Alerce trees live to be some of the oldest trees in their world and are considered a constant and unchanging entity within their environments. Animals and locals in the area use the older, taller trees as a mapping tool to identifying where they are located within the environment.
When modeling often functional needs might arise within the application whereby modellers need to restrict a Microflows to run on Dev or QA environments only. Some examples of cases like this might be when information or functionality needs to be stubbed, test data created or unit test Microflows run on restricted environments. In order to achieve this the application logic needs to know if it is on a Local, Dev or QA environment or not.
What seems to be the best practice so far is to create an “Current Environment” constant. This constant stores the name of the environment that the application is deployed upon. Practically it means modellers need to remember to change this constant when deploying to pre-prod or production (just as they would when changing web service address variables etc).
Essentially the current environment constant means nothing unless the following modeling disciplines are followed:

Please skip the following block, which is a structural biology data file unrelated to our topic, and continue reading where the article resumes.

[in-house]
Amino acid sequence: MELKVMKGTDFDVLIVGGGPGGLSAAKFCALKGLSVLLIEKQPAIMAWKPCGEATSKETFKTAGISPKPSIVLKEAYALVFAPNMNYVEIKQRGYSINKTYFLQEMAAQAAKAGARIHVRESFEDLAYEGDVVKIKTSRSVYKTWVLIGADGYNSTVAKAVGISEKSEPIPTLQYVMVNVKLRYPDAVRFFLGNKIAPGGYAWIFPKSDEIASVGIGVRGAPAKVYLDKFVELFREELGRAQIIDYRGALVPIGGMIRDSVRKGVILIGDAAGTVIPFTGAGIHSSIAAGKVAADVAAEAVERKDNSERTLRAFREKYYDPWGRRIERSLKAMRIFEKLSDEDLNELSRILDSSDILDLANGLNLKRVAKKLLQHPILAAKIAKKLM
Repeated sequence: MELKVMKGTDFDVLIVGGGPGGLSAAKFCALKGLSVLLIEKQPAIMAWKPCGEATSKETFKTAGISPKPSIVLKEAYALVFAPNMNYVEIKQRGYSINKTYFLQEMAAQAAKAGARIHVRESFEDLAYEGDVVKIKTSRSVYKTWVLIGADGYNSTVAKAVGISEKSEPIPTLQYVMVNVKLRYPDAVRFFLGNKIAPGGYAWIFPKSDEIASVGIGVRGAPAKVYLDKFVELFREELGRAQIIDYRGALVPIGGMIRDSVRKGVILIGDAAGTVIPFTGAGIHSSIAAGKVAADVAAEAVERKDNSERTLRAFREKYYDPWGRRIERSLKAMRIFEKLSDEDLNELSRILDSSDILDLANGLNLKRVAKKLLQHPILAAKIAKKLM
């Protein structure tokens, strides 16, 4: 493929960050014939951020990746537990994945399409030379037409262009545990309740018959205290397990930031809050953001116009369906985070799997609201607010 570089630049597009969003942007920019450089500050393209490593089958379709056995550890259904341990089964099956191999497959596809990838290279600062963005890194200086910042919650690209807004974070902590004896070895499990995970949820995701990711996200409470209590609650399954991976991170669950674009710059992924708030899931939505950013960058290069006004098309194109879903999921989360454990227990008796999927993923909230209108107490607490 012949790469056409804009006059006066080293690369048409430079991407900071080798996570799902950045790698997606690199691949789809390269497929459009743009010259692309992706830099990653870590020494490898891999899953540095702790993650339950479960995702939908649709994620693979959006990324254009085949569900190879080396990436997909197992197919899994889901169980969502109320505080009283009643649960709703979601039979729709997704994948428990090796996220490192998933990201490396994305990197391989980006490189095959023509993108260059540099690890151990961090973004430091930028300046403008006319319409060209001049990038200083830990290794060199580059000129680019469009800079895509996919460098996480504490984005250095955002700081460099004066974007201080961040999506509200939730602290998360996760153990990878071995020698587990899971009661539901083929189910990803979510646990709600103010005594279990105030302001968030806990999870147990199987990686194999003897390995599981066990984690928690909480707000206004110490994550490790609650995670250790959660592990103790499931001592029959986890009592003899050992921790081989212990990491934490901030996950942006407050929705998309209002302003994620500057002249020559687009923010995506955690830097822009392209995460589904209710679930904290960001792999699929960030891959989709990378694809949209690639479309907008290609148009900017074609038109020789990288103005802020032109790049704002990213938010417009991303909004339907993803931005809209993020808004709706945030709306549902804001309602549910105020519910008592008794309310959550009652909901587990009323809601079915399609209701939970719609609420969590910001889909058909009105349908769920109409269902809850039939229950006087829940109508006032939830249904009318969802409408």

1. Creating the Constant
A single constant String “currentEnvironment” is created and placed within the downloaded community commons module simply because it’s a good place to put something common that many Microflows over the entire application will use. The String “Dev” is saved as the default value as a safe practice.
2. String Discipline
The following restricted String terms (terms defined and decided upon by the team) are used to define the environments respectively:
3. Adding logic into each Microflow
Lastly the environment variable can then be used within Microflows as illustrated above. Here the constant can be used to check that the application is in fact deployed on a Dev box before creating test data on it.
Just like Alerce tree environment variables can give Microflows valuable information about which environment they’re on. By following these set of modeling disciplines the team ensures a higher level of quality by ensuring that Microflows are executed upon the exact environments they are supposed to be executed upon.